Build a $50 DVD burner

by Robin Harris on Tuesday, 11 September, 2007

Tired of your slow notebook burner?
Want to rip a lot of CDs – as I have in the last week?
Or maybe you’ve decided that, really and truly, you are going to get serious about backing up important data.

Adding an external burner – especially for notebooks – is a good option. And if you build one it is economical too. You can build a burner for $50-60 shopping online. Expect to pay a lot more at the local mall for a drive that may not be as fast or that supports FireWire in addition to USB.

Show and tell
This video is aimed at the lady across the street who – despite owning 2 computers, several cameras and a wide format inkjet to support her photography business – wasn’t too clear on the difference between disk “memory” and system “memory”.

This is for small business folks.

If you’ve installed a PCI card you’ll find this pretty boring. But a lot of folks haven’t and this video is aimed at them.

Caveat emptor
The video assumes an ATA/IDE drive, not a SATA drive. And case to match, natch. Most cases are IDE or ATA, but it appears that most of the new HD drives are SATA. They don’t mix and match.

If you want to play movies this probably won’t work. I’m not sure why, but decoding movies from DVD is more than simply being able to read or write the disk.

Without further adieu
Here’s the video:

Update: where does the audio plug go? It goes in about half an inch to the left of the big, fat ATA connector. Directly to the left of the ATA connector on my Samsung drive are a group of 6 pins with a plastic connector or jumper connecting two of the pins. Do not remove the jumper or attempt to plug the flat audio connector into the other pins. Unlike the other connectors the audio connector is not keyed. You can see the narrow horizontal slot – on the Samsung – it goes in.

I’ve never used the audio before and the questions got me wondering why anyone would. These are computer optical drives: if you don’t hook them up to a computer you have no controls. If they are hooked up to a computer the FireWire or USB cable carries the audio signals, NOT the case’s audio connector that goes to a headphone jack.

To check it out I just opened the case and tried to get an audio signal out of the case through the headphone jack. Couldn’t do it. So unless someone has a good reason for hooking up the audio cable to the headphone jack on the case I’d say it isn’t worth the bother.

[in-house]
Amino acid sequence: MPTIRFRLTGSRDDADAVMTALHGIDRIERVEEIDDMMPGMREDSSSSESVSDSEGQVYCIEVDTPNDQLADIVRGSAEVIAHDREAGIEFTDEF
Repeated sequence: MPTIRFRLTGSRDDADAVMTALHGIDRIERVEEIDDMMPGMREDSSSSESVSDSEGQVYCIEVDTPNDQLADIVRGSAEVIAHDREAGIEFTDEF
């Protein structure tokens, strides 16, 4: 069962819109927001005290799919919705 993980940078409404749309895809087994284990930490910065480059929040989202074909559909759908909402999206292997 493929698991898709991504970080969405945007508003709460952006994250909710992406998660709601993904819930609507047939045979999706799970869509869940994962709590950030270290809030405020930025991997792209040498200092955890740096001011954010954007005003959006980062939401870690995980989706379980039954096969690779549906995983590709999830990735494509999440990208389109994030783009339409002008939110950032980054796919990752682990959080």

Comments welcome, as always. Pretty slick opening credits, eh?

And I mention LightScribe, which is actually a pretty handy way to label a few DVDs and CDs without too much bother.

{ 7 comments… read them below or add one }

Graeme September 12, 2007 at 8:42 am

Playing with official players on Windows may not always work, thanks to the media cartels’ DRM. However, a cross platform solution like VLC should work fine to play DVDs from these kind of burners, since it just uses tools like DeCSS internally to crack the DRM and play the content.

millso September 12, 2007 at 8:57 am

couldn’t find the video here either?

Frank C. September 12, 2007 at 9:35 am

If you want to hook up the audio how do you do that? I mean if you already have a burner inside the computer case and this external burner is a 2nd burner. The burner inside the case is already hooked up to the audio connector.
Thanks, Frank.

Paul Covington September 12, 2007 at 9:57 am

Frank, the audio cable has four slots which fit snugly on the left side of the rear panel. You may have three or four wires coming out of the connector, one of the wires will be red. I plug in the connector so the red wire is to the right. In most systems this puts the right channel audio to the right speaker. Enjoy your new external player!

Elwood September 15, 2007 at 5:50 pm

In your video you said that IDE and SATA drives can’t be mixed, so does that mean if your computer is using IDE hard drives then the external case should have IDE components also or visa versa if your system has SATA drives. Say my system has SATA hard drives, wouldn’t an IDE orEIDE hard drive/ CD rom work on the system anyway if its in an external case.

Robin Harris September 16, 2007 at 11:33 am


Good questions.

I’ve never used the audio cable, so I never thought about it until people asked.

The audio cable goes to a mini-jack, so it is an analog output. The digital output goes through the FireWire or USB cable to the computer.

The burner must be connected to a computer to control it. Since I listen to digitized music through iTunes, the headphone jack doesn’t buy me anything.

I’d like to hear what people use the headphone jack for.


All I meant is that a SATA drive won’t work in a case with an IDE/ATAPI connector. If you have an IDE case, you have to have an IDE burner.


Elwood September 18, 2007 at 6:14 pm

I’ve done a search for exturnal cases with a built in power supply such as the one you said to look for, but found none under $60. What sight did you get your exturnal case from and what was the make and model number. I’d like to check it out on the web.

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